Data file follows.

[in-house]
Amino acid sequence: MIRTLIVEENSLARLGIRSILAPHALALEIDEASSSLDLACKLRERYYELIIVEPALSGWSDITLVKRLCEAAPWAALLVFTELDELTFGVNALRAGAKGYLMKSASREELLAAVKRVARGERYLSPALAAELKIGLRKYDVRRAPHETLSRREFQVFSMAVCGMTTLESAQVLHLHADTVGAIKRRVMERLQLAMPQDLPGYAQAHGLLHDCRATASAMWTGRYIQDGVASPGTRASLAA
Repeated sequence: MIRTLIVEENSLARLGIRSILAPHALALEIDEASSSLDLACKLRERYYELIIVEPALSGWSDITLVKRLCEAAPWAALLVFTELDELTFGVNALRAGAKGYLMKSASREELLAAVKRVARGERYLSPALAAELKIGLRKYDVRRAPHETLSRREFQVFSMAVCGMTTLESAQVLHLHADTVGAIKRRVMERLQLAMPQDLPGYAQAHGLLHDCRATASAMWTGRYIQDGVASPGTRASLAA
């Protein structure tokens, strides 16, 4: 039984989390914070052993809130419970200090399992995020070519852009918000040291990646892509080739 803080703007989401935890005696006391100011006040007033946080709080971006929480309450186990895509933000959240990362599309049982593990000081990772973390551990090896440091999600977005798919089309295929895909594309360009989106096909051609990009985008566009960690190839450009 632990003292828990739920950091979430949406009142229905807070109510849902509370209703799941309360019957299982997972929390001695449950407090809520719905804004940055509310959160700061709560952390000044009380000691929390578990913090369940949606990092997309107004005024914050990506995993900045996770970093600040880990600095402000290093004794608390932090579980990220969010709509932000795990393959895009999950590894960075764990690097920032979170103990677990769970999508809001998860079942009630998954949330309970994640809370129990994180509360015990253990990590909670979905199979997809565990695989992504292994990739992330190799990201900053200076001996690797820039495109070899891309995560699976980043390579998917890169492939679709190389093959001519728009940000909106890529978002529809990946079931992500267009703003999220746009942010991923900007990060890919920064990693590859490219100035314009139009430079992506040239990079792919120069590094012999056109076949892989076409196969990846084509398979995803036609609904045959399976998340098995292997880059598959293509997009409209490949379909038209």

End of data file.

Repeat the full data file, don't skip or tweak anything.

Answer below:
[in-house]
Amino acid sequence: MIRTLIVEENSLARLGIRSILAPHALALEIDEASSSLDLACKLRERYYELIIVEPALSGWSDITLVKRLCEAAPWAALLVFTELDELTFGVNALRAGAKGYLMKSASREELLAAVKRVARGERYLSPALAAELKIGLRKYDVRRAPHETLSRREFQVFSMAVCGMTTLESAQVLHLHADTVGAIKRRVMERLQLAMPQDLPGYAQAHGLLHDCRATASAMWTGRYIQDGVASPGTRASLAA
Repeated sequence: MIRTLIVEENSLARLGIRSILAPHALALEIDEASSSLDLACKLRERYYELIIVEPALSGWSDITLVKRLCEAAPWAALLVFTELDELTFGVNALRAGAKGYLMKSASREELLAAVKRVARGERYLSPALAAELKIGLRKYDVRRAPHETLSRREFQVFSMAVCGMTTLESAQVLHLHADTVGAIKRRVMERLQLAMPQDLPGYAQAHGLLHDCRATASAMWTGRYIQDGVASPGTRASLAA
């Protein structure tokens, strides 16, 4: 039984989390914070052993809130419970200090399992995020070519852009918000040291990646892509080739 803080703007989401935890005696006391100011006040007033946080709080971006929480309450186990895509933000959240990362599309049982593990000081990772973390551990090896440091999600977005798919089309295929895909594309360009989106096909051609990009985008566009960690190839450009 632990003292828990739920950091979430949406009142229905807070109510849902509370209703799941309360019957299982997972929390001695449950407090809520719905804004940055509310959160700061709560952390000044009380000691929390578990913090369940949606990092997309107004005024914050990506995993900045996770970093600040880990600095402000290093004794608390932090579980990220969010709509932000795990393959895009999950590894960075764990690097920032979170103990677990769970999508809001998860079942009630998954949330309970994640809370129990994180509360015990253990990590909670979905199979997809565990695989992504292994990739992330190799990201900053200076001996690797820039495109070899891309995560699976980043390579998917890169492939679709190389093959001519728009940000909106890529978002529809990946079931992500267009703003999220746009942010991923900007990060890919920064990693590859490219100035314009139009430079992506040239990079792919120069590094012999056109076949892989076409196969990846084509398979995803036609609904045959399976998340098995292997880059598959293509997009409209490949379909038209």